As shown above, in the course of repair at least four series 70 Taubes were later rebuilt as a standard Etrich A.II(Fd) series 72 trainer.

Etrich Taube (Fd) 70.01
Engine: 90 hp Daimler
Wing: Span 14.00 m (45.93 ft)
Total Wing Area 32.5 sq m (350 sq ft)
General: Length 10.00 m (32.81 ft)
Height 3.50 m (11.48 ft)
Empty Weight 480 kg (1058 lb)
Loaded Weight 750 kg (1654 lb)
Maximum Speed: 105 km/hr (65 mph)
Climb: 1000m (3,281 ft) in 20 min


Etrich A.I(Fd) Series 71

  For the Grand Army Maneuvers in the summer of 1912, the LA ordered 14 Maneuver Etrich 1912 Taubes (Type F) from Lohner on 28 May 1912. Flight tests proved the Type F to be severely nose-heavy, which made it necessary to relocate the passenger from the front to a position behind the pilot, shift the fuel tank, and move the engine aft by two cylinder lengths. The aircraft were christened Aar, Achilles, Adjudant, Afra, Ajax, Allans, Amazone, Amourette, Anita, Anny, Aram, Arnim, Asra, and Atair. At a later date Albus joined the ranks.
  On 17 February 1915 those aircraft remaining in the LA inventory were designated Etrich A.I(Fd) series 71 and assigned the following series 71 numbers:
Original Designation Second Designation Final Designation
Aar 71.01 72.42 after repair July 1915
Achilles 71.02 72.32 after repair March 1915
Albus 71.03
Ajax 71.04
Anita 71.05
Aram 71.06 72.43 after repair July 1915
Arnim 71.07 72.34 after repair March 1915
Atair 71.08
Anny 71.09
Afra 71.10 72.36 after repair
  The Etrich A.I(Fd) Taubes were powered by 65 hp or 90 hp Daimler and 85 hp Hiero engines. Serving as ground or basic trainers with Fleks 3, 4, 5, and 7, six Etrich A.I(Fd) were on charge as of 6 October 1915, and at least one, 71.03, served through November 1916.


Etrich A.II(Fd) Series 72

  In addition to eight Etrich Type S Taubes, the Flugzeugwerk built approximately 30 Type F Taubes; the first ten appeared in 1912-1913 under the designation F.1 to F.10. These had been surreptitiously built without notifying the rightful patent owners (MLG and Etrich) as described in the introduction. The designations were changed in February 1915 when the extant Taubes F.1 to F.20 became Etrich A.II(Fd) 72.01 to 72.20. A total of 43 Etrich A.II|Fd) Taubes up to number 72.43 have been identified, composed of Fischamend-built Type F Taubes and other Taubes which after repair and/or modification were re-designated as shown below. In several cases after a Taube had been written-off, its number was not cancelled but re-assigned to a different aircraft.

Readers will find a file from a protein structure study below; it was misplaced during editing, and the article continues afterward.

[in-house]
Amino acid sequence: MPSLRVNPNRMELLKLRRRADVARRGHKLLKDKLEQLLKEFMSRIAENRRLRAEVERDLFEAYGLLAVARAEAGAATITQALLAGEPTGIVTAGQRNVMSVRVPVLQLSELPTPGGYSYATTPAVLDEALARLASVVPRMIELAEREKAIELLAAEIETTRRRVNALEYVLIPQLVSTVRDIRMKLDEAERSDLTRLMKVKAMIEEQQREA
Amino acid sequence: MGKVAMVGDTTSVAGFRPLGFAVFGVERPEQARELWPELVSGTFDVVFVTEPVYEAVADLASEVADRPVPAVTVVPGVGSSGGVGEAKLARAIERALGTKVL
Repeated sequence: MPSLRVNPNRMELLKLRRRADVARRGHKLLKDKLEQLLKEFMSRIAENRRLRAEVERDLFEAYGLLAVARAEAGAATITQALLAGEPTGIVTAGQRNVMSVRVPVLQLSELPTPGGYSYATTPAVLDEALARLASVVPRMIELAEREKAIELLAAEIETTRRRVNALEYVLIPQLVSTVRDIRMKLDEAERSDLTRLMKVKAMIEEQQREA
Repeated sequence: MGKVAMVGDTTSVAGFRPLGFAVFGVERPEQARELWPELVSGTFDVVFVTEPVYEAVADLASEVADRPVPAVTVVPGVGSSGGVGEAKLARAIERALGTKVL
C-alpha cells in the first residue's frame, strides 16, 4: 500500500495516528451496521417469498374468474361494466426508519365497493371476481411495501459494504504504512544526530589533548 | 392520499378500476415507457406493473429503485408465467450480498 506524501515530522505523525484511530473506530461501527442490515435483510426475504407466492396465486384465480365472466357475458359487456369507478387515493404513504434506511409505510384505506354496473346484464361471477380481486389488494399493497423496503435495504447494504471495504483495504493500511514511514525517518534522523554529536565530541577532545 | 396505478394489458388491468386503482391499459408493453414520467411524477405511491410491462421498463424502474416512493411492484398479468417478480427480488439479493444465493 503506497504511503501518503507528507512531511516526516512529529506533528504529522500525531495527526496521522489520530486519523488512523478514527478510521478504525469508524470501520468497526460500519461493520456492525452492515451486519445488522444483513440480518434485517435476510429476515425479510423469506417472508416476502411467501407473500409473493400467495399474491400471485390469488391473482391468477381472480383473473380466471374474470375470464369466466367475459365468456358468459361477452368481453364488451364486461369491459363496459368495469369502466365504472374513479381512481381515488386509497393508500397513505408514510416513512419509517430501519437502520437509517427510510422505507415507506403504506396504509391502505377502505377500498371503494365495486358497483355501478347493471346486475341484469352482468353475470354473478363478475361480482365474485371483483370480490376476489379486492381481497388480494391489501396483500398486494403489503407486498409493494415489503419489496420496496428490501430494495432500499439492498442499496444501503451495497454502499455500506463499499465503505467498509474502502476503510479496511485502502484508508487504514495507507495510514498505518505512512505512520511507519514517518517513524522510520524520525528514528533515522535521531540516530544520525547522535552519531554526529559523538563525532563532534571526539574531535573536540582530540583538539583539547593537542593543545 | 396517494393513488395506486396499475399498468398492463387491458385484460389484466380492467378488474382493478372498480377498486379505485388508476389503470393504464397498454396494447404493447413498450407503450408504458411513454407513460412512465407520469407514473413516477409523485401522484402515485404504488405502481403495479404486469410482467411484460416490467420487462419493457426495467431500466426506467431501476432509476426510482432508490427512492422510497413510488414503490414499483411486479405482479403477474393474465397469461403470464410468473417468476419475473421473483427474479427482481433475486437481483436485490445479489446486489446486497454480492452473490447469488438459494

Redesignation of various Taubes to Etrich A.II(Fd) Series 72 was as follows:
Original Second Final Original Second Final
10.10 F.3 72.03 Condor 70.01 72.35
Buzzard F.14 72.14 Afra 71.10 73.36
S.VI F.29 72.29 Falke 70.02 72.37
S.II F.30 72.30 S.V 70.05 72.38
Achilles 71.02 72.32 F.2 72.02 72.41
X-III 70.06 72.33 Aar 71.01 72.42
Arnim 71.07 72.34 Aram 71.06 72.43
  Operated by most LFT training units, the Etrich A.II(Fd), either powered by the 85 hp Hiero engine or the 65 hp Daimler, served as a ground instructor or performed basic-training flights. Pilot Franz Zuzmann recalled that it was virtually impossible to crash a Taube. It was inherently stable and the wing-warping controls required great exertion to change aircraft direction. The instant the steering controls were centered (hands off!) the Taube would resume its normal flight attitude. Although landing accidents were common, they rarely caused severe injury. As of 6 October 1915 seventeen A.II(Fd) Taubes were listed in flying condition and 21 were under repair. Twelve were still on charge in July 1917.

Etrich A.II(Fd) Series 72
Engine: 65 hp Daimler
Wing: Span 14.60 m (47.90 ft)
Total Wing Area 31.5 sq m (339 sq ft)
General: Length 9.73 m (31.92 ft)
Height 3.28 m (10.76 ft)
Empty Weight 540 kg (1191 lb)
Loaded Weight 790 kg (1742 lb)


E.Hauke, W.Schroeder, B.Totschinger Die Flugzeuge der k.u.k. Luftfahrtruppe und Seeflieger 1914-1918


10. Flugzeuge der Fabrik Jacob Löhner & Co. Wien, Floridsdorf
10.08 M.L.G. Lohner-Etrich-Taube Dm 90
10.09 M.L.G. Lohner-Etrich-Taube Dm 90
10.10 M.L.G. Lohner-Etrich-Taube Dm 90